Strategies for Coping
Adjusting to our loss and coping with grief takes time and effort. The following are ideas that may help grieving people as they learn to live with the loss of someone very loved and missed.
A ritual can be anything we do to remember and honor a loved one. It can be done once or it can be something we do regularly. A ritual is simply a structured time of remembrance, and therefore can be whatever we need it to be. It can be done by an individual, a few people or a large group – there are no rules for rituals.
Three boys lost their grandmother in a sudden accident on a Friday afternoon. Each Friday at about the time of the accident, the family lit a candle and let it burn for about an hour. It was a quiet reminder of a person that was loved and remembered by three boys. The ritual went on for several weeks, until the candle was gone.
Some families plant trees or rose bushes in honor of their loved one. Visiting the cemetery on a birthday or anniversary can be a ritual. Sitting together weekly and sharing memories is a ritual, and so is quietly writing in a Memories Journal. Prayer can be a ritual, and so can a morning walk.
Rituals provide comfort as we consciously remember and honor our loved one. They can be structured around "letting go," such as the release of balloons at a memorial service, or the ritual can be about creating something that will serve as a continuing reminder of the loved one, such as a garden. A ritual can also be something that we do simply to rest our minds on the one who has died, such as the lighting of a candle or a silent mediation. It is the meaning that we give the activity that makes it a ritual.
Grief causes such a tumble of thoughts and feelings that we can easily be overwhelmed. For many people, expressing what they are thinking and feeling helps keep grief from becoming too overwhelming. Sharing our grief will not make it go away, but for many, it does seem to help.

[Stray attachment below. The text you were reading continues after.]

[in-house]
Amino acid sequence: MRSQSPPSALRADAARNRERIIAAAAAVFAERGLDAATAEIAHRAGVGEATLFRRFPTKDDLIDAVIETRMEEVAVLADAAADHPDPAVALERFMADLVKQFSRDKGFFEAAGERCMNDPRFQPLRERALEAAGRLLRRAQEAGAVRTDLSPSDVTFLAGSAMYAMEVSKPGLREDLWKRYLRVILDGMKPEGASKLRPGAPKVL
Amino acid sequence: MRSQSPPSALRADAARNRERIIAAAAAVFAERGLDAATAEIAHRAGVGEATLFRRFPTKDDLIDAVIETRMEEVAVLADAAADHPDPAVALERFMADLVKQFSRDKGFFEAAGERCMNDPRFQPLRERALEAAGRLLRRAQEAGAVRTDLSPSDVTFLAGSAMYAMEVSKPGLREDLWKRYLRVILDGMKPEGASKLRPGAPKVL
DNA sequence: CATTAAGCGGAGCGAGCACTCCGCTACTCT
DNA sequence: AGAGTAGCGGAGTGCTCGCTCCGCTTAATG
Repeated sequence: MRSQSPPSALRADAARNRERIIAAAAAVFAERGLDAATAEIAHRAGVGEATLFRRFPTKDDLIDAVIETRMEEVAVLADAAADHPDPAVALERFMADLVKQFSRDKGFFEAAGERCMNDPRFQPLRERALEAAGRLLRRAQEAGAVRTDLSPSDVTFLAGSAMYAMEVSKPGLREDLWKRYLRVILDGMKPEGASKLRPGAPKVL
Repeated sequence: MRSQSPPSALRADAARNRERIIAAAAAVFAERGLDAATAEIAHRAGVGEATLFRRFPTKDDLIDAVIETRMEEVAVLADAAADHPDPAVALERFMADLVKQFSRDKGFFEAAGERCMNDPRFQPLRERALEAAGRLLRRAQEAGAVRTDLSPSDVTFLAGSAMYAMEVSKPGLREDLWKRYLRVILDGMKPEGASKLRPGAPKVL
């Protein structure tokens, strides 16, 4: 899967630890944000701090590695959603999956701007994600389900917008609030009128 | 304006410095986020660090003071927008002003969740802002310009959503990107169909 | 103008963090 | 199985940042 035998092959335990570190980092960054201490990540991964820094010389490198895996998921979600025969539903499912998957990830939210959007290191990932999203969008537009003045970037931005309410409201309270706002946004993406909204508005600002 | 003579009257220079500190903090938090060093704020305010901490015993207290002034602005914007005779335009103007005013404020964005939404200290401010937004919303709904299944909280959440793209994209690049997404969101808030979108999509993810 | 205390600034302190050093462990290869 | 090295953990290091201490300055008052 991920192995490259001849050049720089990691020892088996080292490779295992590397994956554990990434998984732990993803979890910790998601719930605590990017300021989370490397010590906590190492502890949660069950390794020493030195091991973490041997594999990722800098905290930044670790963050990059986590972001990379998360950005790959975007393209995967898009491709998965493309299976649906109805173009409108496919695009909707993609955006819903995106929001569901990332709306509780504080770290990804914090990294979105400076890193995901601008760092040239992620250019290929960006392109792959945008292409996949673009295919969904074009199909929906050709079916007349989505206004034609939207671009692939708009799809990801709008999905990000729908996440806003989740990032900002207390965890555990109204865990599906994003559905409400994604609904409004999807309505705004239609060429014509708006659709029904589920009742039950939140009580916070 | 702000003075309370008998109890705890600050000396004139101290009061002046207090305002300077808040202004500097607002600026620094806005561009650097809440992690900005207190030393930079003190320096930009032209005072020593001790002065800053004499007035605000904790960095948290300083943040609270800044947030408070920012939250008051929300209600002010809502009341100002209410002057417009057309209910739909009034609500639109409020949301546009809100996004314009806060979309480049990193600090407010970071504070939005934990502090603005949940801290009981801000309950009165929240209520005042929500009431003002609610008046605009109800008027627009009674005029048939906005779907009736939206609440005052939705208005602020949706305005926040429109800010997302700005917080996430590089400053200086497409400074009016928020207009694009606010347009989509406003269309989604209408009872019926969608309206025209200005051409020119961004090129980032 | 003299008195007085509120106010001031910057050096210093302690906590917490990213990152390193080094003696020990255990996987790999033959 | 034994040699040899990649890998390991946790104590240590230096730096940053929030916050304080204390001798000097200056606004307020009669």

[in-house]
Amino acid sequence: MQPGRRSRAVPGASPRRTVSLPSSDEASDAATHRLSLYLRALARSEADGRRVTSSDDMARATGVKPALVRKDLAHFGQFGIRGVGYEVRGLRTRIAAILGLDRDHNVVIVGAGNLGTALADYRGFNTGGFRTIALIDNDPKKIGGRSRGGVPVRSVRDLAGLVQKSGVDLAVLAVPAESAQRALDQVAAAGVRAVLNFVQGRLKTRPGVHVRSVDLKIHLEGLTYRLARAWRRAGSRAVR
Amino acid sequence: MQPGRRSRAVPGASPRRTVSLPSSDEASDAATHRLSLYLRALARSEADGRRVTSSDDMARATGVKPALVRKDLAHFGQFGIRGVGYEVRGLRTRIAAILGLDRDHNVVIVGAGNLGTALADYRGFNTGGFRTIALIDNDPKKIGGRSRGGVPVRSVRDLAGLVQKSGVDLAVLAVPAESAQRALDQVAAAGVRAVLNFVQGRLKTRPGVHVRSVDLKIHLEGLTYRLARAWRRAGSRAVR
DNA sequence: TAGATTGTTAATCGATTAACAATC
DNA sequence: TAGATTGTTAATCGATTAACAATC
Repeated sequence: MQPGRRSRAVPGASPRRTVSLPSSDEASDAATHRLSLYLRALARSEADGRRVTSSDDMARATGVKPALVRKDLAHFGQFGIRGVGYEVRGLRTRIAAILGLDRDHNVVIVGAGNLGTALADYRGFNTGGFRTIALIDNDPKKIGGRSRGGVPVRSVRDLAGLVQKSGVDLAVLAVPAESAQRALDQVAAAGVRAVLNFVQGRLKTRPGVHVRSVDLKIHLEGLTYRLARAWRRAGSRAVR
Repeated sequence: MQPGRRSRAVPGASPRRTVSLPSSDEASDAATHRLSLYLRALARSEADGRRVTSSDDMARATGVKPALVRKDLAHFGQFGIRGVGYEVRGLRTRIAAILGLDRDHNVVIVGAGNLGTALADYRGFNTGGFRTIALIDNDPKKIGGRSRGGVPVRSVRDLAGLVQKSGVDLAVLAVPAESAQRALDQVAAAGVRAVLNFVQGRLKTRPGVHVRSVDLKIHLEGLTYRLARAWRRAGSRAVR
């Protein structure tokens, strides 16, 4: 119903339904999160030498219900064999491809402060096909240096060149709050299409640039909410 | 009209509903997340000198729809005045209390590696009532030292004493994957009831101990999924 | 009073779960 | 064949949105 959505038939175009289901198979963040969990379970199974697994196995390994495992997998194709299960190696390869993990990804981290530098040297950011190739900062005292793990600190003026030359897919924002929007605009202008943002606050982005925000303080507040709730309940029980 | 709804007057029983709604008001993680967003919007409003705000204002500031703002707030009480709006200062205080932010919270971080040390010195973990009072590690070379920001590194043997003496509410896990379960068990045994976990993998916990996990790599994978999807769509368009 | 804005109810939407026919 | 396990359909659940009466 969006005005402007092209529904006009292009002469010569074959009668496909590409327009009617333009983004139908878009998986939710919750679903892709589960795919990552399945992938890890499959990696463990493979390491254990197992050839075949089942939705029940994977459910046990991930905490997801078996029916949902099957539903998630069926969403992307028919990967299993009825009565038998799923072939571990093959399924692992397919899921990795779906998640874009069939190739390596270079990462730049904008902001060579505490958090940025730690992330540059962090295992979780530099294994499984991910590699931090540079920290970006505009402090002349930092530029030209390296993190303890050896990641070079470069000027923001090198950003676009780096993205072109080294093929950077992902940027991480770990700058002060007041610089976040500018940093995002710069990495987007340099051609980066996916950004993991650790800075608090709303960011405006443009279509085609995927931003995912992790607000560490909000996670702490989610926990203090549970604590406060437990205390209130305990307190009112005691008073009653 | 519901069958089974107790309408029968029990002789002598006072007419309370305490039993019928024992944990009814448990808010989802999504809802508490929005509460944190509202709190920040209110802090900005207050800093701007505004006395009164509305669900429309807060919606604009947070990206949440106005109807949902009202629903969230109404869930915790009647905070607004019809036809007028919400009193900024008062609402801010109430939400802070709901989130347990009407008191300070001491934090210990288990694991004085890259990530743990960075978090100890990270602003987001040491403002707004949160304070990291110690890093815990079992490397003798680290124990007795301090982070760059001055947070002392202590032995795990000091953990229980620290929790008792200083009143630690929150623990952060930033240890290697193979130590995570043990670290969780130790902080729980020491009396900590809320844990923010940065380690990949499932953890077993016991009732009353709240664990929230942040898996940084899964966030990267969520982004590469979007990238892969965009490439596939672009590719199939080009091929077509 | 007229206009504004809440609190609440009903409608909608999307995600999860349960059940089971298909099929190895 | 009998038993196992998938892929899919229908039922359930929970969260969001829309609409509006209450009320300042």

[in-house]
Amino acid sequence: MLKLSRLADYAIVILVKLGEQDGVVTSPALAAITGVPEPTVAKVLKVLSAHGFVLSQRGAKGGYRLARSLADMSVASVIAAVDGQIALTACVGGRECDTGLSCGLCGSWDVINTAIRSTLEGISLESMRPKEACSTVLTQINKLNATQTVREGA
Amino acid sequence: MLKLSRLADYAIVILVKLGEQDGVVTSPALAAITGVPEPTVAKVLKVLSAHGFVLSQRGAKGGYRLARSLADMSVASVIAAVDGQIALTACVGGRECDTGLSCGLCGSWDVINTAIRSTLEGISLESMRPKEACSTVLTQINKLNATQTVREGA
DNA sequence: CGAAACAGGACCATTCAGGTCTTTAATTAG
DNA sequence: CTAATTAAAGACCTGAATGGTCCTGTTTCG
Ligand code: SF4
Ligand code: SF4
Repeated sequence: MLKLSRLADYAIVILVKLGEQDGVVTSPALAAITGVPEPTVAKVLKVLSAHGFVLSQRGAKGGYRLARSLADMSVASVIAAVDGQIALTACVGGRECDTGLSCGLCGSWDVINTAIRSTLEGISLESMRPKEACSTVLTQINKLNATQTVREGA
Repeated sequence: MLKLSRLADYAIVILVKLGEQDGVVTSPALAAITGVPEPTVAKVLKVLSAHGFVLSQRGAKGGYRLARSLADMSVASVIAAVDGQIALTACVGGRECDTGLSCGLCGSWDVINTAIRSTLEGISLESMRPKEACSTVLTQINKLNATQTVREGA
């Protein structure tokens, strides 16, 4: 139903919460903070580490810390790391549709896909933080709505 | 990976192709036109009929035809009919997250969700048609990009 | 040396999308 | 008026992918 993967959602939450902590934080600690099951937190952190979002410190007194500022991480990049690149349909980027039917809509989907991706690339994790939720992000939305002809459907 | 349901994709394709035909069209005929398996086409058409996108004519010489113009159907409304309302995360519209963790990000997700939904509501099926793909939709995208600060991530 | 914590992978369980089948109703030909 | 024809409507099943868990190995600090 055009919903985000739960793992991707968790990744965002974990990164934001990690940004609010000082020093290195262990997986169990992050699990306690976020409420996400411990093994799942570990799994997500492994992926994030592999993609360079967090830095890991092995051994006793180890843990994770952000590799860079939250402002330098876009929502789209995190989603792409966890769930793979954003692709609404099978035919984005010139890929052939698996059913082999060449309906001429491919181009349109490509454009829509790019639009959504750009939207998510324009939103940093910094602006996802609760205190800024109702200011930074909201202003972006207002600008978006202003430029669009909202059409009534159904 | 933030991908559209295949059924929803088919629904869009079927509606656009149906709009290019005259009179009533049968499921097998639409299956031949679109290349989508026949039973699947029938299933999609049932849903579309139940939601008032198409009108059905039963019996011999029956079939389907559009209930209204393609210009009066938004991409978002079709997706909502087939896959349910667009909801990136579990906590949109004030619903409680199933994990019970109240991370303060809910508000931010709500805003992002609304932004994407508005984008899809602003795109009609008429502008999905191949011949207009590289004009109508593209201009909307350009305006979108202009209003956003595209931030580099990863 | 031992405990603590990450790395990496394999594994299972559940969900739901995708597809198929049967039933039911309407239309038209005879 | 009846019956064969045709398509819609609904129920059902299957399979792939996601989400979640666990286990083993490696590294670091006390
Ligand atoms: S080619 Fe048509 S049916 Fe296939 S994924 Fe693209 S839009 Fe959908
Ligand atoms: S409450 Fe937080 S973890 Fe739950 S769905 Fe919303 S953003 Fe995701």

There are many ways to express grief. Some people find comfort in talking about the person who died and/or how they are coping with the loss. Others find it useful to express their thoughts and feelings in a journal, and some find art, poetry, prayer, and/or singing to be helpful. There is no one correct way to express the thoughts and feelings associated with grief.
Grief takes time, and it is hard work. Although the injury is not a physical one, the death of a loved one is significant injury that will need time to heal. We need patience throughout the grief process. We need to be patient with ourselves when we discover that the usual activities are too much for us right now. We will be okay again, but not right away because healing takes time.
The experience of grief causes some people to worry that they are going crazy or losing their mind. It is true that many of the normal symptoms of grief are disturbing, but knowing that these emotions, thoughts and even behaviors are normal can help a grieving person. Learning about grief is the best way to understand the broad range of normal reactions, and this knowledge can be very reassuring.
There are many excellent books about grief at most libraries and bookstores. Local hospice programs and hospitals may also maintain a variety of written material about grief. The internet is a wonderful source of grief information, and using a search engine such as Google to search for the terms "grief" and "bereavement" will yield many helpful websites. Organizations such as the Compassionate Friends, AARP or American Cancer Society may also have useful written information about grief.